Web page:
recent story

Hyperbranched Fractal Nanocarbons for Bright Photoluminescence in Solid State

Wang, Y.‐L., Liu, B., Yang, J.‐L., Cao, X.‐H., Yang, Y.‐Z., Yang, Q., Greiner, A., Xu, J.‐T., Zhang, X.‐H.

Hyperbranched Fractal Nanocarbons for Bright Photoluminescence in Solid State. Advanced Optical Materials 2019, 1900659.

Hyperbranched_Fractal_TOC

Nanocarbons with diverse structures have great potential applications in biomedicine, energy conversion, and catalysis owing to their unique photoelectric properties. This work describes bottom‐up synthesis of hyperbranched fractal nanocarbons (HFNs), using trimethylolpropane tri(cyclic carbonate) ether and ethylenediamine as the precursors. HFNs are formed by self‐assembly of in situ generated carbonized polymer dots (CPDs), driven by their low surface ζ‐potentials. Of significance, both CPDs and HFNs possess graphitized carbon core and functionalized shell with core edge layer, thus emit bright solid‐state luminescence with an absolute quantum yield of 11.7% at room temperature and strong phosphorescence at 77 K. The carbonyl cluster of these nanocarbons is mainly responsible for the strong photoluminescence emission. The application of HFNs is demonstrated for energy conversion, using them as single phosphor for fabricating multicolor light‐emitting diodes. This work outlines a fundamental principle to prepare HFNs with bright photoluminescence in solid state.


more

selected papers

selected reviews



New Review  by S. Agarwal, S. Jiang, Y. Chen published in Macromol. Mater.

S. Agarwal, S. Jiang, Y. Chen

Macromol. Mater. Eng., 2018, 1800548

Review_Polymer_Actuators

Welcome to Macromolecular Chemistry II

Spruch der Woche


Perfektion ist erreicht, nicht, wenn sich nichts mehr hinzufügen lässt, sondern, wenn man nichts mehr wegnehmen kann. (Antoine de Saint-Exupery) (Perfection is achieved, not when nothing more can be added, but when nothing more can be taken away (Antoine de Saint-Exupery))


"Die reinste Form des Wahnsinns ist es, alles beim Alten zu lassen und gleichzeitig zu hoffen, dass sich etwas ändert. (The sheerest madness is to leave everything the way it is and to simultaneously hope that something will change)" Albert Einstein


"The fate of genius is to be misunderstood, but not everything is a misunderstood genius" Ralp Waldo Emmerson (1803-1882)


"Facts do not cease to exist because they are ignored” (Aldous Huxley, author of Brave New World)


"Die Ablehnung Unwichtiges zu tun, ist eine entscheidende Voraussetzung für den Erfolg“ Sir Alexander MacKenzie


"An idea that is not dangerous is unworthy of being called an idea at all“ von Oscar Wilde (Eine Idee, die nicht gewagt ist, verdient es nicht, überhaupt eine Idee genannt zu werden)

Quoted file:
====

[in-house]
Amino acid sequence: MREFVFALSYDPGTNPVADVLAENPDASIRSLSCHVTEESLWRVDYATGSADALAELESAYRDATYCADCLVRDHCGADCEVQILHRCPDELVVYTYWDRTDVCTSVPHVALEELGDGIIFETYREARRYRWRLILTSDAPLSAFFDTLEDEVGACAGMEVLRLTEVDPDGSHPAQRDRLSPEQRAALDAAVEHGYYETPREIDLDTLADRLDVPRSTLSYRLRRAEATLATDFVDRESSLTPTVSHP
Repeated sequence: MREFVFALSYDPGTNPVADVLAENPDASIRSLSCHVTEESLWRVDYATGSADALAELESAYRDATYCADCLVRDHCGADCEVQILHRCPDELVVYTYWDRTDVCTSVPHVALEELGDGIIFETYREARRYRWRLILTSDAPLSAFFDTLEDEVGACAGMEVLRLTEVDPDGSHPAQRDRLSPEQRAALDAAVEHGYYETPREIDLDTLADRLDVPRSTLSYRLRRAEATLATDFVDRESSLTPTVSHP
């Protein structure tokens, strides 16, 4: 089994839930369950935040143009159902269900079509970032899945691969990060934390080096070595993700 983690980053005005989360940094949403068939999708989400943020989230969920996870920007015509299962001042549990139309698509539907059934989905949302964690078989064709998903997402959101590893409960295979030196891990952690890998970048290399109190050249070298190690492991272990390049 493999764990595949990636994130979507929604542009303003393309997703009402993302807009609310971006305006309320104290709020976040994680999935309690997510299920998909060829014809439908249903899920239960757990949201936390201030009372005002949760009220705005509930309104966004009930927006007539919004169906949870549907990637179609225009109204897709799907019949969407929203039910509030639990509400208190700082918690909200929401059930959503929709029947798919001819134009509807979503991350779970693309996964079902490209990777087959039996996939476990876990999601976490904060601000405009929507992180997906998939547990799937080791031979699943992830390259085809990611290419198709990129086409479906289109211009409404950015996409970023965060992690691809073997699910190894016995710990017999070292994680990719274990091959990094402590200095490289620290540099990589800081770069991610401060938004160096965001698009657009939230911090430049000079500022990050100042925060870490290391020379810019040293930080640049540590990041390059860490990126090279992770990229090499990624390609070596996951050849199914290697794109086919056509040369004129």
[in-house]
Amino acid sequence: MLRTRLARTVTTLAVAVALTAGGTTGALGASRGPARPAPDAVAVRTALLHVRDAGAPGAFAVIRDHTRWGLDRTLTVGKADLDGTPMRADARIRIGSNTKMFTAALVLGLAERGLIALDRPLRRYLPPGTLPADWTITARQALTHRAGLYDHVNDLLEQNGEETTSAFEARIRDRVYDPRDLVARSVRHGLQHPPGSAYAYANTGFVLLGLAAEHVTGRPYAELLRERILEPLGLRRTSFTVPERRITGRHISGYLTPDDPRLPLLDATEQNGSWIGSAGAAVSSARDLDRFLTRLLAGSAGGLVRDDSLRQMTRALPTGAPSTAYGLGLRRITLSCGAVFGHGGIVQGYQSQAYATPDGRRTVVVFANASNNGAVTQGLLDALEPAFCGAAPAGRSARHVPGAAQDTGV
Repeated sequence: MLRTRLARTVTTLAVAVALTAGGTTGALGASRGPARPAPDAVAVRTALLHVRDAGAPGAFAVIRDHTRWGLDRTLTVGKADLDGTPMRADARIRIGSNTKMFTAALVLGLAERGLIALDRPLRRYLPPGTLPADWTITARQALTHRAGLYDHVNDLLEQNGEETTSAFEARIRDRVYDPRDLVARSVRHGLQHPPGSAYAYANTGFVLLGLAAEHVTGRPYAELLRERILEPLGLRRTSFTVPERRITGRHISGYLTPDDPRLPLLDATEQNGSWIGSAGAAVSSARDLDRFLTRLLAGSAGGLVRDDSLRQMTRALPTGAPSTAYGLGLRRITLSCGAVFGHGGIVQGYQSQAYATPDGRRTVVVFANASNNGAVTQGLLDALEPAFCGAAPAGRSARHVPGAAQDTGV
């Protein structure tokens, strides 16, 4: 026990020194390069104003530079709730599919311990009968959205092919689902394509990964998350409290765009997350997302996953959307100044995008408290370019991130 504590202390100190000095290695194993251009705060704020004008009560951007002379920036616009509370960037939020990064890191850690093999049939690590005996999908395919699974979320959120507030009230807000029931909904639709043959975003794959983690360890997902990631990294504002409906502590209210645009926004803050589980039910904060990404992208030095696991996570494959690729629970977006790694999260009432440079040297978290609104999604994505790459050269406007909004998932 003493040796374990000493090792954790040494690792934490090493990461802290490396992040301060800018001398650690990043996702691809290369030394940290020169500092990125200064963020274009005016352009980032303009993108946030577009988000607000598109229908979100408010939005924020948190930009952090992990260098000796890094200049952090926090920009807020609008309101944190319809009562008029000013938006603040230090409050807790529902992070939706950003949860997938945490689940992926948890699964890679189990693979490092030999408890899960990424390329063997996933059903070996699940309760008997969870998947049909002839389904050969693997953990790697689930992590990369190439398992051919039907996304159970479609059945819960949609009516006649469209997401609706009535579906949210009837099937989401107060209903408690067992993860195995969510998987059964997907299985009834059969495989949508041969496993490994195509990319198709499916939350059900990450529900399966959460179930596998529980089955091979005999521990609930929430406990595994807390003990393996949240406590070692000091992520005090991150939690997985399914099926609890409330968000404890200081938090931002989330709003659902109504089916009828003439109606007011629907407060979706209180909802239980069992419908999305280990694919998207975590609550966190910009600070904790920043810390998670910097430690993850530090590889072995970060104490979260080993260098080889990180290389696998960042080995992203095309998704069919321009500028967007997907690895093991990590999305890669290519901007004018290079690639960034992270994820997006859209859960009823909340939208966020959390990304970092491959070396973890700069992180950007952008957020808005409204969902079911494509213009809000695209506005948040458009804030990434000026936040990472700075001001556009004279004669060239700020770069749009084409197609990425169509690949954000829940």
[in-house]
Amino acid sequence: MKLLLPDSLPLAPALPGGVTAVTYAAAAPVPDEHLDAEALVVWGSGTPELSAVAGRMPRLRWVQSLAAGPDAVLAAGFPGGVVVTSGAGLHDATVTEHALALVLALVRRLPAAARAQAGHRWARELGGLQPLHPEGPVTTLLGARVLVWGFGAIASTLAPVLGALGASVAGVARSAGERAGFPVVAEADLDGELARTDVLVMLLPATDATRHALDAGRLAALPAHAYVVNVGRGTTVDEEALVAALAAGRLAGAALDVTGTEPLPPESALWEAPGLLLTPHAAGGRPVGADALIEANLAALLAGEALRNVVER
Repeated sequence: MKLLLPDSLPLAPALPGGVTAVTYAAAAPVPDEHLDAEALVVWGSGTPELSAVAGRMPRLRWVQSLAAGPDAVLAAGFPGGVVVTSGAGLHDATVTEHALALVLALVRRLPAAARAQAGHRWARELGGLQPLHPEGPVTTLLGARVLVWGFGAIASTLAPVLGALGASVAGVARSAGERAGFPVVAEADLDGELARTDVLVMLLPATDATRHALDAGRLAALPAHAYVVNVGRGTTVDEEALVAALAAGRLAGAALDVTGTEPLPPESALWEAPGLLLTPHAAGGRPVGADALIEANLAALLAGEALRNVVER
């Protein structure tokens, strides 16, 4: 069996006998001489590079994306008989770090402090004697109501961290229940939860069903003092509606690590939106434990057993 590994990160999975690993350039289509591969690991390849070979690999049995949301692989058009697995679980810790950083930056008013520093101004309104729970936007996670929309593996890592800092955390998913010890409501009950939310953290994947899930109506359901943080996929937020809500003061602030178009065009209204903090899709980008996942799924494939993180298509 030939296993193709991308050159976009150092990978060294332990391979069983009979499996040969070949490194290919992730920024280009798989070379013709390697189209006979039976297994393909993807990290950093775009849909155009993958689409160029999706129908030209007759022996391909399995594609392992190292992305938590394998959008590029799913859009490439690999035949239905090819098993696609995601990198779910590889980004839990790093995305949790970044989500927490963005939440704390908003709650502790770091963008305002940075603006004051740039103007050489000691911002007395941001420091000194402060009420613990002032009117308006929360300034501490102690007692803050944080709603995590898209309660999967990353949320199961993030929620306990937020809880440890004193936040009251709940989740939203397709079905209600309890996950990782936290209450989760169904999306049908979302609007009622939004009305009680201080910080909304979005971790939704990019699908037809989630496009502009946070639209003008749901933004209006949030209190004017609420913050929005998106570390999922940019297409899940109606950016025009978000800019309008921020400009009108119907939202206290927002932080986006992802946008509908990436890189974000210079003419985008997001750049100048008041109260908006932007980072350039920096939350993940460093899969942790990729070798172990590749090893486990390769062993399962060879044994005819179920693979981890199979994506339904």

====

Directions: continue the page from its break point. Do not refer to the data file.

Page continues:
Gruppenfoto

News 16.08.2019

Precise 2D‐patterned Incompatible Catalysts for Reactions in One‐pot

M. O. Pretscher, T. Chen, G. Sitaru, S. Gekle, J. Ji, S. Agarwal

Precise 2D‐patterned Incompatible Catalysts for Reactions in One‐pot, Chem., 2019.

TOC_2Dprinting

We show precise and direct two‐dimensional (2D) printing of the incompatible polymer acid‐base catalysts and their utility in one‐pot two‐step reactions. Multi‐step catalytic reactions using incompatible catalysts in a one‐pot reaction cascade require special methods and materials for isolation of catalysts from each other. This, in general is a tedious process requiring special polymer architectures as catalysts’ carrier for preserving the activity of otherwise incompatible catalysts. We propose the immobilization of incompatible polymer catalysts, such as polymer acid and base catalysts, on a substrate in variable sizes and amounts by precise 2D printing. The copolymers with a basic (4‐vinylpyridine) and acidic (styrene sulfonic acid) functionality and methacryloyl benzophenone as a UV cross‐linking unit were used for 2D printing. The printed meshes were immersed together in a reaction solution containing (dimethoxy methyl)‐benzene and ethyl cyanoformate, resulting in a two‐step acid‐base catalyzed cascade reaction, i.e. deacetalization followed by carbon‐building reaction. The time‐dependent consumption of (dimethoxymethyl)‐benzene to the intermediate benzaldehyde and the product was monitored, and a kinetic model was developed to investigate the underlying reaction dynamics. The complexity of multi‐step Wolf‐Lamb‐type reactions was generally significantly decreased using our approach due to the easy polymerization and immobilization procedure.

more news

Universität Bayreuth -